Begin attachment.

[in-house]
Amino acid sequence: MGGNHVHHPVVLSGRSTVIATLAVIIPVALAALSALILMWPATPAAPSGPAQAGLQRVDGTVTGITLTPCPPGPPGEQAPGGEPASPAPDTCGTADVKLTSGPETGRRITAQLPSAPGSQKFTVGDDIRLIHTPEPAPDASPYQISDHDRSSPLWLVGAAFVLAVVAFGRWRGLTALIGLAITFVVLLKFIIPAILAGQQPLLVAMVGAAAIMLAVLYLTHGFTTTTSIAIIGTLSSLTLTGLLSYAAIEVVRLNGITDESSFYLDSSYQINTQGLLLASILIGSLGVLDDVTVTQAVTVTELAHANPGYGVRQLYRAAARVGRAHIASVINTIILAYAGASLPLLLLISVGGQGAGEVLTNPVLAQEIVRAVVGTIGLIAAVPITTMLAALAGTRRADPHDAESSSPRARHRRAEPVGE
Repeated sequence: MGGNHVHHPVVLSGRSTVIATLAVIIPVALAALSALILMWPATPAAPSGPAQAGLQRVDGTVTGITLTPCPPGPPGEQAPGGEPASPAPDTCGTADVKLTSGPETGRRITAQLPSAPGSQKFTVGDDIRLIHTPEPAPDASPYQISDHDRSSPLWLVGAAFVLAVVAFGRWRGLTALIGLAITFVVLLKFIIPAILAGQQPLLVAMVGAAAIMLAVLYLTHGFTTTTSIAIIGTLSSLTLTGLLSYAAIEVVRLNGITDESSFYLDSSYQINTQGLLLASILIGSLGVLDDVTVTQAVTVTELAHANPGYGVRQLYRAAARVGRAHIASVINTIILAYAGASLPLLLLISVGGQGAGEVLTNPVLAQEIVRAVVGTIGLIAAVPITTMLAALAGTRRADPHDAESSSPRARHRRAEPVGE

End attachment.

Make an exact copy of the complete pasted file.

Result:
[in-house]
Amino acid sequence: MGGNHVHHPVVLSGRSTVIATLAVIIPVALAALSALILMWPATPAAPSGPAQAGLQRVDGTVTGITLTPCPPGPPGEQAPGGEPASPAPDTCGTADVKLTSGPETGRRITAQLPSAPGSQKFTVGDDIRLIHTPEPAPDASPYQISDHDRSSPLWLVGAAFVLAVVAFGRWRGLTALIGLAITFVVLLKFIIPAILAGQQPLLVAMVGAAAIMLAVLYLTHGFTTTTSIAIIGTLSSLTLTGLLSYAAIEVVRLNGITDESSFYLDSSYQINTQGLLLASILIGSLGVLDDVTVTQAVTVTELAHANPGYGVRQLYRAAARVGRAHIASVINTIILAYAGASLPLLLLISVGGQGAGEVLTNPVLAQEIVRAVVGTIGLIAAVPITTMLAALAGTRRADPHDAESSSPRARHRRAEPVGE
Repeated sequence: MGGNHVHHPVVLSGRSTVIATLAVIIPVALAALSALILMWPATPAAPSGPAQAGLQRVDGTVTGITLTPCPPGPPGEQAPGGEPASPAPDTCGTADVKLTSGPETGRRITAQLPSAPGSQKFTVGDDIRLIHTPEPAPDASPYQISDHDRSSPLWLVGAAFVLAVVAFGRWRGLTALIGLAITFVVLLKFIIPAILAGQQPLLVAMVGAAAIMLAVLYLTHGFTTTTSIAIIGTLSSLTLTGLLSYAAIEVVRLNGITDESSFYLDSSYQINTQGLLLASILIGSLGVLDDVTVTQAVTVTELAHANPGYGVRQLYRAAARVGRAHIASVINTIILAYAGASLPLLLLISVGGQGAGEVLTNPVLAQEIVRAVVGTIGLIAAVPITTMLAALAGTRRADPHDAESSSPRARHRRAEPVGE